I have said it before here, and I will say it again. NOBODY has ever attempted to match the complete list of Allied claims with the complete list of German & Austro-Hungarian losses. To use the list of victims in Above the Trenches to praise one ace, and denigrate another is flat out wrong. The reason we have such a high proportion of matches for German claims is that we have a high proportion of the times for German claims, and basically all the times for British losses, together with the information known to the British at the time about the circumstances of the loss. For the Germans we have a very low proportion of times of losses available, and no collection of the circumstances of those losses. The basic list of German losses does not even include the aviation unit. Matching claims and losses in these circumstances is at best extremely difficult, time consuming and tedious.
What has been attempted is to review a few of the famous, high scoring aces, Mannock, McCudden, Bishop in particular. Claims and victims for almost any other ace are on a hit-or-miss basis. The difference in the length of the victims list for Mannock and McCudden, and for Bishop, is striking. That is the basis for the "Bishop controversy". Did Bishop lie? NOBODY KNOWS. He can't be asked, and he never said so. Under the circumstances, to say that he lied, or that he was 100% honest, is a leap of faith that cannot be justified by the evidence. At some point in historical research you have to say "I do not know", accept it, and leave it at that.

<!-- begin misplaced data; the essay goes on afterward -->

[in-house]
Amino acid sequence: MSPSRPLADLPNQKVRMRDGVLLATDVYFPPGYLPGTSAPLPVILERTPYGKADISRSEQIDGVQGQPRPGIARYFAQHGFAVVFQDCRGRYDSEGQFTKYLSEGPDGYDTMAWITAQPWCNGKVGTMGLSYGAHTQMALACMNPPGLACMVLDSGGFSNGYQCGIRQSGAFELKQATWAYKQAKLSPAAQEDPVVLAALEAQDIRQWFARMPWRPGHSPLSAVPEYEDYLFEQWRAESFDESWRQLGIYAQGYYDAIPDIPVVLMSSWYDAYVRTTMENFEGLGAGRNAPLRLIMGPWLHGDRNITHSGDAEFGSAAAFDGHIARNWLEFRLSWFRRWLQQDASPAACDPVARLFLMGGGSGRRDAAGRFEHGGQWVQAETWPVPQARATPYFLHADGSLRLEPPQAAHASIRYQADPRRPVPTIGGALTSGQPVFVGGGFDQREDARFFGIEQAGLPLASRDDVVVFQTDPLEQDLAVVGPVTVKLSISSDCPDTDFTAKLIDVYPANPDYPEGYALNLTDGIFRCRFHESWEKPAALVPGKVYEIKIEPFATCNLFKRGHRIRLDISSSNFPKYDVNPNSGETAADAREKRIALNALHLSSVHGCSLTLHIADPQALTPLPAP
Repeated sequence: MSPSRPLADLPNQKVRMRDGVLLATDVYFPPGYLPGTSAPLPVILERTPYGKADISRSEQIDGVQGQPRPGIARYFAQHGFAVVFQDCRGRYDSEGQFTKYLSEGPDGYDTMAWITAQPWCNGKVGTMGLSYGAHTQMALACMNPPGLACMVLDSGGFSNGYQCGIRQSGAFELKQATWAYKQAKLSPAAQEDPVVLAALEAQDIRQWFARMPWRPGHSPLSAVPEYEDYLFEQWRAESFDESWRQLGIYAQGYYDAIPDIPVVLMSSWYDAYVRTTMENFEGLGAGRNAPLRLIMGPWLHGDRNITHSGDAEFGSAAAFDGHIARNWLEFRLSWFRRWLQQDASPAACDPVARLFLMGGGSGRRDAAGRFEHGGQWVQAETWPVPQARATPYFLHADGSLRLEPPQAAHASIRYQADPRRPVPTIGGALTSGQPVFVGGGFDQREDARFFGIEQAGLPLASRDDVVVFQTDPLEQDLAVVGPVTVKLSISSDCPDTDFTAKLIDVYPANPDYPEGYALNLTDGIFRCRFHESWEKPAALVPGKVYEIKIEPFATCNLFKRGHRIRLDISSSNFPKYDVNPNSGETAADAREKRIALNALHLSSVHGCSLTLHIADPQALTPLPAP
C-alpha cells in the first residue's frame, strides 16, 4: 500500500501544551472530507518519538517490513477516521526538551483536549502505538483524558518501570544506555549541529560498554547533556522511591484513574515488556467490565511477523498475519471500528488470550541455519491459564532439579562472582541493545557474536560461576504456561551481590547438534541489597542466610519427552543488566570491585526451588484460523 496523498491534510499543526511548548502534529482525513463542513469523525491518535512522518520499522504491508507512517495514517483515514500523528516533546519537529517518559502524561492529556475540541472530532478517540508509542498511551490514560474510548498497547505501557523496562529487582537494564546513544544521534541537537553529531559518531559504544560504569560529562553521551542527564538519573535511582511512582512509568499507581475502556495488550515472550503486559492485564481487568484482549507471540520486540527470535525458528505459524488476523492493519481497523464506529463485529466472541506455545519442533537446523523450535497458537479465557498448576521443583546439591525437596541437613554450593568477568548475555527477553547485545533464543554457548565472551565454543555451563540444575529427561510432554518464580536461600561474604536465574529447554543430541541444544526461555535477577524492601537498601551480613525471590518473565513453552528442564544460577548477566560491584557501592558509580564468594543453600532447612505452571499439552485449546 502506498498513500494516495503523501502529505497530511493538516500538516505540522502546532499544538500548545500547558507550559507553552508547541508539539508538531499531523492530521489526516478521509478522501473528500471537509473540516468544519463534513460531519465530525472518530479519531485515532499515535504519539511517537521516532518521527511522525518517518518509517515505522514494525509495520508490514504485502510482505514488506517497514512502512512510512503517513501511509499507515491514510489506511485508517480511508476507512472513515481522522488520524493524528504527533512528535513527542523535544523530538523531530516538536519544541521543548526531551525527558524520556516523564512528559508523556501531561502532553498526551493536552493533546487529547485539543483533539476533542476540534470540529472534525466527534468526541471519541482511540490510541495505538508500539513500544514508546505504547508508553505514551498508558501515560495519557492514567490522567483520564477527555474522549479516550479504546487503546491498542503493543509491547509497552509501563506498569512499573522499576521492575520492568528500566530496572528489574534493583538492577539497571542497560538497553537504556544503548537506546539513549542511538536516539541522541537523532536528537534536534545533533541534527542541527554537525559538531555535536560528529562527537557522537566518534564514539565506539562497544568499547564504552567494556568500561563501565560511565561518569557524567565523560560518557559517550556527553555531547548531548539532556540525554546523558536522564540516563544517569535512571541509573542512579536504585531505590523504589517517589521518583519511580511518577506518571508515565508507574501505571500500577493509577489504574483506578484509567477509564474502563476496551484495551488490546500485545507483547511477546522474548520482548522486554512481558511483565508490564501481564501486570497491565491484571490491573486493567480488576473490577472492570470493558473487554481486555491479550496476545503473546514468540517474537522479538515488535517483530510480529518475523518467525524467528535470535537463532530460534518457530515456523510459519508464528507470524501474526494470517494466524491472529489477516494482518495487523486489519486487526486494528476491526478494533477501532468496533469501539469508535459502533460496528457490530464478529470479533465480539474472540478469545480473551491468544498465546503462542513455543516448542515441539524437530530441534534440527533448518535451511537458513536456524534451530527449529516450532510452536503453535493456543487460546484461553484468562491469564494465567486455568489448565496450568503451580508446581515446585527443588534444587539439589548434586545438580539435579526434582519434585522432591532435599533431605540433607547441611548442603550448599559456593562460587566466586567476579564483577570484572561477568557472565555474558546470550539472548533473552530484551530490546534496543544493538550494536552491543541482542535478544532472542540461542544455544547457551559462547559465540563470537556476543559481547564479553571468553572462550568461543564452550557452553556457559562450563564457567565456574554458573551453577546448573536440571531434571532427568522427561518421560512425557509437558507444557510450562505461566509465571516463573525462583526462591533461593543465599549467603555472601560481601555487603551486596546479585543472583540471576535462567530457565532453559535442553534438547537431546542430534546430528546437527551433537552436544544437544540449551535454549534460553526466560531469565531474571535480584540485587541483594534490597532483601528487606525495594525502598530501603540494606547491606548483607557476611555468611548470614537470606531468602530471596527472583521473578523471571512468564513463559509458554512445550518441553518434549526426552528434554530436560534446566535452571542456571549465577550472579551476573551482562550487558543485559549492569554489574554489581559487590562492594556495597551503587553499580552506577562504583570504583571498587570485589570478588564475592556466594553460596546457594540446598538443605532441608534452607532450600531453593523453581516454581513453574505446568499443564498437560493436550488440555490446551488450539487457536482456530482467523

The British divided claims into two types, Decisive, and Indecisive. In 1918 the Combat in the Air forms allowed three specific categories: Destroyed, Out of Control, and Driven Down Out of Control. The first two were considered Decisive, the latter was not. Destroyed claims included aircraft seen to crash, seen in flames, seen to break up in the air (and "break up" can be strong or weak; "wings folding up" is strong, while "pieces falling off" is weak), or the crew jumping out at altitude. Out of control claims can also be strong or weak, and frequently weak claims were not accepted. A strong claim might be that the victim was last seen at a low altitude (under 1000 feet) out of control and diving. Or that the plane was seen tumbling, somersaulting, or other fantastic gyrations, for a substantial distance. Too many out of control claims are for aircraft diving steeply, which disappear in the clouds/haze/mist. These I would characterize as weak, better left as Indecisive, and Driven Down Out of Control; and in some units that is how they were handled. If a pilot states that the victim was last seen under control, he never makes a claim for an out of control. The wording of the claim is important; "absolutely OOC" is better than "diving steeply". Whether someone would deliberately choose positive phrasing rather than neutral, or even negative, is doubtful (the culture of those times, not ours), but possible. Prove it? Never.
Created: March 11, 2001
©2001 by Albert Lowe, All rights reserved.
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